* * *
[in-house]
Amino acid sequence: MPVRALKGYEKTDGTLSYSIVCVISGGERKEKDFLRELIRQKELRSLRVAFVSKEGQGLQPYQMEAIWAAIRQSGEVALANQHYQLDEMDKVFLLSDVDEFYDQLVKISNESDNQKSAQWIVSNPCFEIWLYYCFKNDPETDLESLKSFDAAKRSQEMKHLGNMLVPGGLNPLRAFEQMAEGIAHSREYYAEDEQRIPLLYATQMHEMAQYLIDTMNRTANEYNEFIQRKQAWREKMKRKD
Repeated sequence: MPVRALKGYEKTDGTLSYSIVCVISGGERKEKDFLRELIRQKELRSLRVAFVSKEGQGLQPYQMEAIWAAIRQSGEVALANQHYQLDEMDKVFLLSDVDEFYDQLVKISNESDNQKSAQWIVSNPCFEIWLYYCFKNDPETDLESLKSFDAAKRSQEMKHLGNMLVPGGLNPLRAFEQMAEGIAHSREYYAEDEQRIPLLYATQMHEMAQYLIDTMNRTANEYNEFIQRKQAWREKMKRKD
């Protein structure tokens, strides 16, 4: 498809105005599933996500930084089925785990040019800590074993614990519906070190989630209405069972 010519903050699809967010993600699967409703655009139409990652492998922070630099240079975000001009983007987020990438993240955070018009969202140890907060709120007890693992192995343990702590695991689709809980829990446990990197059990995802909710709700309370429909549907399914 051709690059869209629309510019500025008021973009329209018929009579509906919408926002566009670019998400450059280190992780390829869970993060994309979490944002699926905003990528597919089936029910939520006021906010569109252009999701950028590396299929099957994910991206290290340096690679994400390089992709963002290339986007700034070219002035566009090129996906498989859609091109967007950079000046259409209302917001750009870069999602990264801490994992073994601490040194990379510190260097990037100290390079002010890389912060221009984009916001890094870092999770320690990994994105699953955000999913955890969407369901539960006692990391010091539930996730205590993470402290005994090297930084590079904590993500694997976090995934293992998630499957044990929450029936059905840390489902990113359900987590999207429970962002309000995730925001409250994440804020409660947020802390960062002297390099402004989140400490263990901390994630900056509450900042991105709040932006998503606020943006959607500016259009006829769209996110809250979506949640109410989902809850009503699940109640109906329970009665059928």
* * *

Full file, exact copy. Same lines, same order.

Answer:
[in-house]
Amino acid sequence: MPVRALKGYEKTDGTLSYSIVCVISGGERKEKDFLRELIRQKELRSLRVAFVSKEGQGLQPYQMEAIWAAIRQSGEVALANQHYQLDEMDKVFLLSDVDEFYDQLVKISNESDNQKSAQWIVSNPCFEIWLYYCFKNDPETDLESLKSFDAAKRSQEMKHLGNMLVPGGLNPLRAFEQMAEGIAHSREYYAEDEQRIPLLYATQMHEMAQYLIDTMNRTANEYNEFIQRKQAWREKMKRKD
Repeated sequence: MPVRALKGYEKTDGTLSYSIVCVISGGERKEKDFLRELIRQKELRSLRVAFVSKEGQGLQPYQMEAIWAAIRQSGEVALANQHYQLDEMDKVFLLSDVDEFYDQLVKISNESDNQKSAQWIVSNPCFEIWLYYCFKNDPETDLESLKSFDAAKRSQEMKHLGNMLVPGGLNPLRAFEQMAEGIAHSREYYAEDEQRIPLLYATQMHEMAQYLIDTMNRTANEYNEFIQRKQAWREKMKRKD
């Protein structure tokens, strides 16, 4: 498809105005599933996500930084089925785990040019800590074993614990519906070190989630209405069972 010519903050699809967010993600699967409703655009139409990652492998922070630099240079975000001009983007987020990438993240955070018009969202140890907060709120007890693992192995343990702590695991689709809980829990446990990197059990995802909710709700309370429909549907399914 051709690059869209629309510019500025008021973009329209018929009579509906919408926002566009670019998400450059280190992780390829869970993060994309979490944002699926905003990528597919089936029910939520006021906010569109252009999701950028590396299929099957994910991206290290340096690679994400390089992709963002290339986007700034070219002035566009090129996906498989859609091109967007950079000046259409209302917001750009870069999602990264801490994992073994601490040194990379510190260097990037100290390079002010890389912060221009984009916001890094870092999770320690990994994105699953955000999913955890969407369901539960006692990391010091539930996730205590993470402290005994090297930084590079904590993500694997976090995934293992998630499957044990929450029936059905840390489902990113359900987590999207429970962002309000995730925001409250994440804020409660947020802390960062002297390099402004989140400490263990901390994630900056509450900042991105709040932006998503606020943006959607500016259009006829769209996110809250979506949640109410989902809850009503699940109640109906329970009665059928």